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20130104
20130112
Search Results 0 to 15 of about 16 (some duplicates have been removed)
focus." >> susie: an update tonight on the cost of hurricane sandy. fitch ratings says the super storm has so far caused as much as $17 billion in reported losses. by the time the recovery is over, fitch expects sandy's cost to top $20 billion. new jersey is one of the states hit hardest, and, today, governor chris christie talked about the storm's toll on his state's economy. >> there's no question that sandy hit us hard. there's also no question that we're fighting back with everything we've got. sandy took a toll on new jersey's economy just when we were coming back from a national recession. sandy disrupted our economic life. cars weren't bought, homes weren't sold and factories couldn't produce. from those things, we can catch up, and we are catching up. make no mistake-- as common sense would tell you, sandy hurt new jersey's economy. >> susie: christie today pledged to devote the final year of his first term in office to rebuilding and reinvigorating areas of the state devastated by hurricane sandy. >> tom: as the drama over the fiscal cliff played out in washington, car racing
, the best performance in 15 months. much of that was due to reconstruction from hurricane sandy. other bright spots were health care, which added another 55,000 workers; restaurants and bars, which gained 38,000 more employees; and manufacturing, with 25,000 new positions. alan krueger is chairman of the president's council of economic advisors. >> i think we're seeing the job market continuing to heal. the economy's continuing to heal from the very deep damage that was caused by the financial crisis. >> brown: even so, there were also indications of continued sluggishness in december. the unemployment rate was 7.8%. that's up a tenth from the initial reading in november, which was revised upward today. and the number of unemployed rose 164,000 to 12.2 million. that number rises to nearly 23 million once part-time workers and those who've given up looking for work are added in. most economists expect modest growth but little overall improvement this year, as the pace of job growth remains too low to make much of a dent in the unemployment rate. we get an economic snapshot of different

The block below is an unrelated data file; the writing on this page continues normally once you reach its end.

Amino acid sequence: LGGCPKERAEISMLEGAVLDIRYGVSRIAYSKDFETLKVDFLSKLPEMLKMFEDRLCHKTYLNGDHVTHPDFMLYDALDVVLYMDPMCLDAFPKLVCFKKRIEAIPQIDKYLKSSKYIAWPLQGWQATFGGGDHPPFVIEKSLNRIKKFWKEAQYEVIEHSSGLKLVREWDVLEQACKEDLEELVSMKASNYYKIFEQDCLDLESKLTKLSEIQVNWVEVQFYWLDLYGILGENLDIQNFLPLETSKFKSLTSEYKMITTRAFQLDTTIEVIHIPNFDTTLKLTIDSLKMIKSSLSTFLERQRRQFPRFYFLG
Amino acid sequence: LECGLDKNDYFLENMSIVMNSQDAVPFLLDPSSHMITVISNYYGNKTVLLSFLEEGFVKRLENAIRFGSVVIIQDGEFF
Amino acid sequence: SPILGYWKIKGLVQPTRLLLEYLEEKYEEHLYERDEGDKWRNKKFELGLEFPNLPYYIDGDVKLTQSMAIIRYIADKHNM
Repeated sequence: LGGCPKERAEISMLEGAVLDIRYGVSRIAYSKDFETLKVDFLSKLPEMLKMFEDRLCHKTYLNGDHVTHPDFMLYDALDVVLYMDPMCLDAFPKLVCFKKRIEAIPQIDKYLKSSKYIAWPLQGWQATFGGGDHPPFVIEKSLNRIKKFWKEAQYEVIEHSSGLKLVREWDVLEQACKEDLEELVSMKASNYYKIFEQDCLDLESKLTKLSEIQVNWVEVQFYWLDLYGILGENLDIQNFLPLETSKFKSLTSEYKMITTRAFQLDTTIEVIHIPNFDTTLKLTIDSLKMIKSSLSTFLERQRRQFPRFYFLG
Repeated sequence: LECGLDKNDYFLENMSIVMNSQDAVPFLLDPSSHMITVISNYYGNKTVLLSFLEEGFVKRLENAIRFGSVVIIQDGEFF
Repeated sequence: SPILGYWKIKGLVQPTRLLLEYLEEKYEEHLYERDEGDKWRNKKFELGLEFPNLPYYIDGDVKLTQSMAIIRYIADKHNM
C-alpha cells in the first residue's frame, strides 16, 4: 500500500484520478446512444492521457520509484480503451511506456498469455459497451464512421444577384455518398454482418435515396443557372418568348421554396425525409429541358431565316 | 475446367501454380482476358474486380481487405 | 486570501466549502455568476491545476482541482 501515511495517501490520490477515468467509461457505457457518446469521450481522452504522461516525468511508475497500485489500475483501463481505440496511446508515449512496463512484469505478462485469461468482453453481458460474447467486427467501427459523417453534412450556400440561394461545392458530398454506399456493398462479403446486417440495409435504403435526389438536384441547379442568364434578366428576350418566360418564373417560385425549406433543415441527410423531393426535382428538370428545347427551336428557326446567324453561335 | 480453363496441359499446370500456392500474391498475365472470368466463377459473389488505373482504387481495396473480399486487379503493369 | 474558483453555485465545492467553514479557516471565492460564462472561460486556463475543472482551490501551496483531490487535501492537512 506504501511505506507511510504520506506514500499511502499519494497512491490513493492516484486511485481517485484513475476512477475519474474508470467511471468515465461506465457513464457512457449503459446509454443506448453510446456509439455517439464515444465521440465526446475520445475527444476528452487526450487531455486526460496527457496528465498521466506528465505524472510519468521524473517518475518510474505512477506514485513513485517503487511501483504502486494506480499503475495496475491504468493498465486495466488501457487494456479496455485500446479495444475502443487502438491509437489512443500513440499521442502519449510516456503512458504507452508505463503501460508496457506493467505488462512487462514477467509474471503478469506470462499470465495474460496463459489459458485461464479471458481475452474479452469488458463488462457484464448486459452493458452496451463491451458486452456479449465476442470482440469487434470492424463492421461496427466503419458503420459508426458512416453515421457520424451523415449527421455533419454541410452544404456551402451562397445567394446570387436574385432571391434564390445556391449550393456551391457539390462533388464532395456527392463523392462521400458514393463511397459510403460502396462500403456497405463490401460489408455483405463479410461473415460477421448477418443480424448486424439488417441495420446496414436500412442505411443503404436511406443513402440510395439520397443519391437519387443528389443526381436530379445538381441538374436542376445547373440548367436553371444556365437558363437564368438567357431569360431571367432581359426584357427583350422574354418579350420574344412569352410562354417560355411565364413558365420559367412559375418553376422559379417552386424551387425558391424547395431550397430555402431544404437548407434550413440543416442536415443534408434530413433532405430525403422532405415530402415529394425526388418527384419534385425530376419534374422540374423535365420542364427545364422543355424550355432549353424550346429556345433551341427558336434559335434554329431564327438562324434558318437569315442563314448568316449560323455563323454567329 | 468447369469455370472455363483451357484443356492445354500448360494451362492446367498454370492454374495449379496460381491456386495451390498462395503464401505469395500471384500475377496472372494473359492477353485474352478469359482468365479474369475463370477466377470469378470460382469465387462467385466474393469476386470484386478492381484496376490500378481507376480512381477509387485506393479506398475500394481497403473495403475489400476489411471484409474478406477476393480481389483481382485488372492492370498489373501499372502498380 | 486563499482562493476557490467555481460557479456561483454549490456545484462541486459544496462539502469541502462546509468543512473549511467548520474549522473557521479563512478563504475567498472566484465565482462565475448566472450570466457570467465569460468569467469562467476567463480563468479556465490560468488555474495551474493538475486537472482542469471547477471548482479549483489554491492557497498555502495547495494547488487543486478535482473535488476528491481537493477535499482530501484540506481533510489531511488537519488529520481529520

left over from last session. first in the house, a bill to help victims of superstorm sandy. house speaker john boehner nixed the vote in the last hours of 2012, drawing a firestorm of criticism. it comes up in the house in two parts- the first tomorrow, and the other mid-january. >> the next act will begin a couple of months from now, probably in late february, early march, when we hit the debt ceiling and when the automatic spending cuts come into play again, and either have to be replaced with other spending cuts, or again, kicked down the road. >> reporter: these are the same issues that snarled congress in the summer of 2011, and again during the fiscal cliff debate. there's little hope for a better outcome this year. president obama has promised not to negotiate with the new congress on raising the debt ceiling, but republicans are ready to use it to force major federal spending reforms and tame the national debt. right now, the u.s. owes $16 trillion, but some calculate our total liabilities much higher. and as congress jumps from small deal to small deal as they have been,